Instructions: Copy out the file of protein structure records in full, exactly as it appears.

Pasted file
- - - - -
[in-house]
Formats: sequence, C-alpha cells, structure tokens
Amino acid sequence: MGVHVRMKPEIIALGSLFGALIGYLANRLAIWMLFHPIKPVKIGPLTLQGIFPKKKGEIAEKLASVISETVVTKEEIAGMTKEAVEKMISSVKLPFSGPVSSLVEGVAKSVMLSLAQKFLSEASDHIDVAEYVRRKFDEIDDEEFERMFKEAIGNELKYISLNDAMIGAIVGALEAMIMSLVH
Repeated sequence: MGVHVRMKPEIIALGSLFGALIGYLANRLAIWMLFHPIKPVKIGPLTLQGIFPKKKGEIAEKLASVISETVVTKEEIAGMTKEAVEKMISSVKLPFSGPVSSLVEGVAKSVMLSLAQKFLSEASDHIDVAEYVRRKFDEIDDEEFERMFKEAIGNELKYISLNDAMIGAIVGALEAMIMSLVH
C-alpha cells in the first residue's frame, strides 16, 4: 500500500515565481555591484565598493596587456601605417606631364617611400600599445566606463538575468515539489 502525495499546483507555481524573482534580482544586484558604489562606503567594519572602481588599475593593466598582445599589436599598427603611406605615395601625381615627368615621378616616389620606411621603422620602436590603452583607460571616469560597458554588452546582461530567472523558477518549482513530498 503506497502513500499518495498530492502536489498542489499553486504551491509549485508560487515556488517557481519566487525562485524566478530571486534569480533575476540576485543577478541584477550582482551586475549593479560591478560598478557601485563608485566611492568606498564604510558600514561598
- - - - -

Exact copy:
[in-house]
Formats: sequence, C-alpha cells, structure tokens
Amino acid sequence: MGVHVRMKPEIIALGSLFGALIGYLANRLAIWMLFHPIKPVKIGPLTLQGIFPKKKGEIAEKLASVISETVVTKEEIAGMTKEAVEKMISSVKLPFSGPVSSLVEGVAKSVMLSLAQKFLSEASDHIDVAEYVRRKFDEIDDEEFERMFKEAIGNELKYISLNDAMIGAIVGALEAMIMSLVH
Repeated sequence: MGVHVRMKPEIIALGSLFGALIGYLANRLAIWMLFHPIKPVKIGPLTLQGIFPKKKGEIAEKLASVISETVVTKEEIAGMTKEAVEKMISSVKLPFSGPVSSLVEGVAKSVMLSLAQKFLSEASDHIDVAEYVRRKFDEIDDEEFERMFKEAIGNELKYISLNDAMIGAIVGALEAMIMSLVH
C-alpha cells in the first residue's frame, strides 16, 4: 500500500515565481555591484565598493596587456601605417606631364617611400600599445566606463538575468515539489 502525495499546483507555481524573482534580482544586484558604489562606503567594519572602481588599475593593466598582445599589436599598427603611406605615395601625381615627368615621378616616389620606411621603422620602436590603452583607460571616469560597458554588452546582461530567472523558477518549482513530498 503506497502513500499518495498530492502536489498542489499553486504551491509549485508560487515556488517557481519566487525562485524566478530571486534569480533575476540576485543577478541584477550582482551586475549593479560591478560598478557601485563608485566611492568606498564604510558600514561598